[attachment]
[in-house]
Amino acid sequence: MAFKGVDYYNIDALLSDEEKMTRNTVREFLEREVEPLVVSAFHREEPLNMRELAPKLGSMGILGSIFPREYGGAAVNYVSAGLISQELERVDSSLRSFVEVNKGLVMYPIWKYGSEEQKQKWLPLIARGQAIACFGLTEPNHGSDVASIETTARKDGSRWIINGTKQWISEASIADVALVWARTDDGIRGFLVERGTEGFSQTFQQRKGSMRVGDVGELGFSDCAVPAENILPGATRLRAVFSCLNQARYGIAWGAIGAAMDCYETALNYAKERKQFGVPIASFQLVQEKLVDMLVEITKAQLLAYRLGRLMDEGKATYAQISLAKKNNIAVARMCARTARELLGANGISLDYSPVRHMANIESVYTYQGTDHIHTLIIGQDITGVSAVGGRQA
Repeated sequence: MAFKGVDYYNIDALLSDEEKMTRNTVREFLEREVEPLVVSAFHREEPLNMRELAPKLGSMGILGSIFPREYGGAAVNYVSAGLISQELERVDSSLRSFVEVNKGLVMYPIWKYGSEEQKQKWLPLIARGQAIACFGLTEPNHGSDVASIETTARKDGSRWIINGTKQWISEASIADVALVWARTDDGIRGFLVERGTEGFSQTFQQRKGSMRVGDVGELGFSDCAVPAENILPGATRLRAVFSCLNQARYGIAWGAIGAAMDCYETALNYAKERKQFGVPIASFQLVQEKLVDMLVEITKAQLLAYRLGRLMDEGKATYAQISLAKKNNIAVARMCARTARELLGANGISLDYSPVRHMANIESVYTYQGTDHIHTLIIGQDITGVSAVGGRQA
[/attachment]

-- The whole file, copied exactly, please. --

[in-house]
Amino acid sequence: MAFKGVDYYNIDALLSDEEKMTRNTVREFLEREVEPLVVSAFHREEPLNMRELAPKLGSMGILGSIFPREYGGAAVNYVSAGLISQELERVDSSLRSFVEVNKGLVMYPIWKYGSEEQKQKWLPLIARGQAIACFGLTEPNHGSDVASIETTARKDGSRWIINGTKQWISEASIADVALVWARTDDGIRGFLVERGTEGFSQTFQQRKGSMRVGDVGELGFSDCAVPAENILPGATRLRAVFSCLNQARYGIAWGAIGAAMDCYETALNYAKERKQFGVPIASFQLVQEKLVDMLVEITKAQLLAYRLGRLMDEGKATYAQISLAKKNNIAVARMCARTARELLGANGISLDYSPVRHMANIESVYTYQGTDHIHTLIIGQDITGVSAVGGRQA
Repeated sequence: MAFKGVDYYNIDALLSDEEKMTRNTVREFLEREVEPLVVSAFHREEPLNMRELAPKLGSMGILGSIFPREYGGAAVNYVSAGLISQELERVDSSLRSFVEVNKGLVMYPIWKYGSEEQKQKWLPLIARGQAIACFGLTEPNHGSDVASIETTARKDGSRWIINGTKQWISEASIADVALVWARTDDGIRGFLVERGTEGFSQTFQQRKGSMRVGDVGELGFSDCAVPAENILPGATRLRAVFSCLNQARYGIAWGAIGAAMDCYETALNYAKERKQFGVPIASFQLVQEKLVDMLVEITKAQLLAYRLGRLMDEGKATYAQISLAKKNNIAVARMCARTARELLGANGISLDYSPVRHMANIESVYTYQGTDHIHTLIIGQDITGVSAVGGRQA